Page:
The British government’s new Commission on Race and Ethnic Disparities report strikes a major blow against institutional wokeness. Repudiating the grievance-based meta-narrative that has defined this institutional space, it advocates a scientific, evidence-led, incrementalist approach to reducing racial and other inequalities. This marks a 180-degree turn from the Cameron and May years, where a key aim of race policy was to soften the Tories’ ostensible ‘nasty party’ image among opinion formers in the progressive media and anti-racism industry.
Wokeness, the sacralisation of historically disadvantaged racial, sexual and gender minorities, decrees that any discussion of racial inequality must dovetail with a master narrative of noble struggle by oppressed minorities and their virtuous white allies against a racist white society. It favours simplicity over complexity, ‘lived experience’ over the scientific method, and the binary ‘majority-minority’ paradigm over complex patterns of multi-ethnic interaction.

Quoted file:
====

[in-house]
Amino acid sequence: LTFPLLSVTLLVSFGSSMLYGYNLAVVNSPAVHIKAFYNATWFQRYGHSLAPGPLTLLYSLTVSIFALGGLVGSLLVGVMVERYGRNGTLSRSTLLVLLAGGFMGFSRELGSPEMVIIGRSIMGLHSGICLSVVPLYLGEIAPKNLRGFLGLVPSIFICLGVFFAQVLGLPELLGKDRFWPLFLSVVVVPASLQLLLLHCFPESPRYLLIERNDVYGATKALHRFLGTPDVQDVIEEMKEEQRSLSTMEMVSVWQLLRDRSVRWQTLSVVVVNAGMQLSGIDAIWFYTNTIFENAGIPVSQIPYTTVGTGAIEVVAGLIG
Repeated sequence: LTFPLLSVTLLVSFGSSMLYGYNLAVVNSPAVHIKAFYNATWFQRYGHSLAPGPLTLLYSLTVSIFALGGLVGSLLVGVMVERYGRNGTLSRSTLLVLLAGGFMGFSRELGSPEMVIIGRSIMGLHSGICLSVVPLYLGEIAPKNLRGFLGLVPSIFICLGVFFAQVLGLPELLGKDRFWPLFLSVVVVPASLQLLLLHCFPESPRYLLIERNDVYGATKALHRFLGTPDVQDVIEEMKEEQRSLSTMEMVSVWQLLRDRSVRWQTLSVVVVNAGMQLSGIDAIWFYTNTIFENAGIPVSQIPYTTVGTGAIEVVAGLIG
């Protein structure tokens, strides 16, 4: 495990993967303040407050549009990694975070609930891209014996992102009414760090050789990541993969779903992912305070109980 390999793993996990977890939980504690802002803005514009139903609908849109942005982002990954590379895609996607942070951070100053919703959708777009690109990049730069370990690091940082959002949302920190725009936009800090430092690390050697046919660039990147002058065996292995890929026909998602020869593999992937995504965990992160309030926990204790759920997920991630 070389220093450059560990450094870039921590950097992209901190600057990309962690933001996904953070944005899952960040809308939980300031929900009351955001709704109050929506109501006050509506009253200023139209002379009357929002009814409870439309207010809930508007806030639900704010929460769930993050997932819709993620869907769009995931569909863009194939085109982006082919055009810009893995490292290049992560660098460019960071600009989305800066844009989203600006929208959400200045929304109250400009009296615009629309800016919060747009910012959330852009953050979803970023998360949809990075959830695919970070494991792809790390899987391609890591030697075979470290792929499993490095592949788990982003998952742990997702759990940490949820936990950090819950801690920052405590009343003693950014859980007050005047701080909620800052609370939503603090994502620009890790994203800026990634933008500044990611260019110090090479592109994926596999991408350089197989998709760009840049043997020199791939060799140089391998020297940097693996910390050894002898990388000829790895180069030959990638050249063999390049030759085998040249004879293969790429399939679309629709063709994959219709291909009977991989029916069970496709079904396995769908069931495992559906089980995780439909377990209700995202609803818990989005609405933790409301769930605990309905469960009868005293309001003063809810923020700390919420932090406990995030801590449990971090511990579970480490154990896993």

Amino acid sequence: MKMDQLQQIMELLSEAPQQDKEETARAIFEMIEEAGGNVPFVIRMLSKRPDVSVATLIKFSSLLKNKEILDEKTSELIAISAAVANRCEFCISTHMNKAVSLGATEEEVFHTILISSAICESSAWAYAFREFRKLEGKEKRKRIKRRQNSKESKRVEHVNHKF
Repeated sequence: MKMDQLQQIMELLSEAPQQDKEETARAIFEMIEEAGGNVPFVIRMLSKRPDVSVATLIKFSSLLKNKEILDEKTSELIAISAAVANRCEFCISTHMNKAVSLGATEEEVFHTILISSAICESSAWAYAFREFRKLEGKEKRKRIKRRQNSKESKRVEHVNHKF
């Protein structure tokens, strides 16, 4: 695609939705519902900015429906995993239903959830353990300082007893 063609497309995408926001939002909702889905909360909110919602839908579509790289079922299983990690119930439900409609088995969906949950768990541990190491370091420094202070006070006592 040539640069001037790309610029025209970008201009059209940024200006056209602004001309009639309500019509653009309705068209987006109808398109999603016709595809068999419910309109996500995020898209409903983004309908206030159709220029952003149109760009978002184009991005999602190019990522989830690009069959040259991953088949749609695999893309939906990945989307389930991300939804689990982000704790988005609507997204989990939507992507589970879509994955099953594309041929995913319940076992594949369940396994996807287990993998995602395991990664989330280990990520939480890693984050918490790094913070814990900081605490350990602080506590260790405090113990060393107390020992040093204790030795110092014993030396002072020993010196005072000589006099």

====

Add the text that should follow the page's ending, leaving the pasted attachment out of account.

The current default narrative in elite institutions is that if there is a racial gap in any desired outcome, this is proof of institutional racism. Individual anecdotes from members of protected groups must be accepted as evidence even when it is unclear how generalisable they are. The Race Equalities report, meanwhile, argues for a more nuanced approach: accepting that discrimination exists only when confounding variables like income or region have been properly accounted for and competing explanations addressed.
Eric Kaufmann is professor of politics at Birkbeck College, University of London and a fellow of the Manhattan Institute. His most recent book is Whiteshift: Populism, Immigration and the Future of White Majorities.
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